Epidermal Electronics

A human interacts with the environment and others and generates mechano-acoustic (MA) signals that contain critical information about bioactivities. Most of the signals attenuate at the skin-air interface but epidermal electronics create a path to capture them. We have invented a wearable mechano-acoustic (MA) sensing technique, which is a wireless, soft, skin-mounted electronic system that incorporates MEMS accelerometers with capabilities of recording body kinematics, along with multimodal MA signatures of underlying body processes, similar to those captured with a stethoscope. Our work focuses on engineering the conformal form of mechano-acoustic detection at anatomy positions of interest, especially those hard for conventional wearable devices with rigid, planar form factors to couple to. The aim is to capture a multitude of human-body mechanics to decode human actions or status in high dimensions. We also work on frequency-domain analysis and machine learning approaches to interpret the networked, high-density MA data streams for advanced monitoring modalities, such as in-vivo, constitutive characterizations of tissues and organs. The goal is to investigate broad classes of biomechanical processes and their inference of the underlying functional properties of the mechanical body.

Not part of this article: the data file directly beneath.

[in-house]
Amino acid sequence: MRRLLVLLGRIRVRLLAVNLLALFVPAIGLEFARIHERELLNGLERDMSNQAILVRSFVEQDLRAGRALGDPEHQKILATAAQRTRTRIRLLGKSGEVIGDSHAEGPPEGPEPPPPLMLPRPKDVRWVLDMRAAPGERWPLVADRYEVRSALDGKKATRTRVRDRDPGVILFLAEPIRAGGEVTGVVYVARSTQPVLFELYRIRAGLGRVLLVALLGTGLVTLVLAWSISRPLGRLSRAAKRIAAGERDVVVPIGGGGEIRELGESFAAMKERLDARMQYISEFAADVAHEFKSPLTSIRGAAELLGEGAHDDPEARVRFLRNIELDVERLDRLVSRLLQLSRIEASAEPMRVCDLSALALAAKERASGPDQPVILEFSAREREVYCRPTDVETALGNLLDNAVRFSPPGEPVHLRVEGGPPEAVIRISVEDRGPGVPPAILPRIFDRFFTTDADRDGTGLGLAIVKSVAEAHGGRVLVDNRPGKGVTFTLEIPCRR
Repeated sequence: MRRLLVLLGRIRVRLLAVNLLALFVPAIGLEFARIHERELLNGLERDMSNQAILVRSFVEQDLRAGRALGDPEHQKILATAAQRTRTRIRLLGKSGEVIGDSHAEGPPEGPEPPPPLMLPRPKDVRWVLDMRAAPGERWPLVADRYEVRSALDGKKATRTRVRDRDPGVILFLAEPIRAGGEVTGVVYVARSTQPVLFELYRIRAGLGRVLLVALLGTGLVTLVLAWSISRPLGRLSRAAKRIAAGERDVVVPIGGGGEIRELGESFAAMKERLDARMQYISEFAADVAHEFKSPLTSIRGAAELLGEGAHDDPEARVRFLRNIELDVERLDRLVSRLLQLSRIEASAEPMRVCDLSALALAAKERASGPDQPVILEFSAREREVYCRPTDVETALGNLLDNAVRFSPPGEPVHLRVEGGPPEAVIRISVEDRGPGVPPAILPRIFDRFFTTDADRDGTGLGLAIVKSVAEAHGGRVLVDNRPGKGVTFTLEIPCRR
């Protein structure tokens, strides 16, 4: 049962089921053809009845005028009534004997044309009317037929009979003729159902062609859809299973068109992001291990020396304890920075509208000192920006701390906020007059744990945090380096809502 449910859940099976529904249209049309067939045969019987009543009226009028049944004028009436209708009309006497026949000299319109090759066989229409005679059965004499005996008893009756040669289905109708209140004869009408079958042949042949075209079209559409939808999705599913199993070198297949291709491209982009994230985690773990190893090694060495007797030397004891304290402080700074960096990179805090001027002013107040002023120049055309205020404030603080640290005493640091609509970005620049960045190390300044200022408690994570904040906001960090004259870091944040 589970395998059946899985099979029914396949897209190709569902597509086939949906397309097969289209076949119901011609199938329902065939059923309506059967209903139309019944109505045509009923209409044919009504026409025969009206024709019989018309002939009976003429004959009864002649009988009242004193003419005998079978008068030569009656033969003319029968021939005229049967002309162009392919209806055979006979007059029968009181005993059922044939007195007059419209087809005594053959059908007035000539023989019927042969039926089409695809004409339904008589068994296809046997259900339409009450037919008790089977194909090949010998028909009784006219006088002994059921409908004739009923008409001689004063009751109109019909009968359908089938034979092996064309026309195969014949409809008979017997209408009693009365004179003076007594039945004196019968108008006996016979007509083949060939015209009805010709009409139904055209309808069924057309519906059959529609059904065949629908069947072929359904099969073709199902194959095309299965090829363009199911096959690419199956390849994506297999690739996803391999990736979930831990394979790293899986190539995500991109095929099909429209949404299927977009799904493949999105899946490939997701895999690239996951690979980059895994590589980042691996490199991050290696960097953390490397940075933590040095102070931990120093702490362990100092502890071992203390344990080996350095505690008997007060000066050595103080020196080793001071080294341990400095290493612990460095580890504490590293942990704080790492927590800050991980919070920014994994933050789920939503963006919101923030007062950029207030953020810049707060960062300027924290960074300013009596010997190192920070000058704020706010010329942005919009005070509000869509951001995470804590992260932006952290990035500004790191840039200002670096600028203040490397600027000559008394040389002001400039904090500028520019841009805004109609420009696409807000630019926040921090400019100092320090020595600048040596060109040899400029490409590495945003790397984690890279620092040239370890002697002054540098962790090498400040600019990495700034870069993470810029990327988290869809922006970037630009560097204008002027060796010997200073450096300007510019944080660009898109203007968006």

Selected publications:

K. Lee, X. Ni, J.Y. Lee, H. Arafa, D. Pe, S. Xu, R. Avila, M. Irie, J.H. Lee, R.L. Easterlin, D.H. Kim, H.U. Chung, O.O. Olabisi, S. Getaneh, E. Chung, M. Hill, J. Bell, H.K. Jang, C. Liu, J.B. Park, J. Kim, S.B. Kim, S. Mehta, M. Pharr, A. Tzavelis, J.T. Reeder, I. Huang, Y. Deng, Z. Xie*, C.R. Davies*, Y. Huang*, and J.A. Rogers*, "Mechano-acoustic sensing of physiological processes and body motions using soft, wireless devices interfaced to the skin at the suprasternal notch", Nature Biomedical Engineering 4, 148–158 (2020)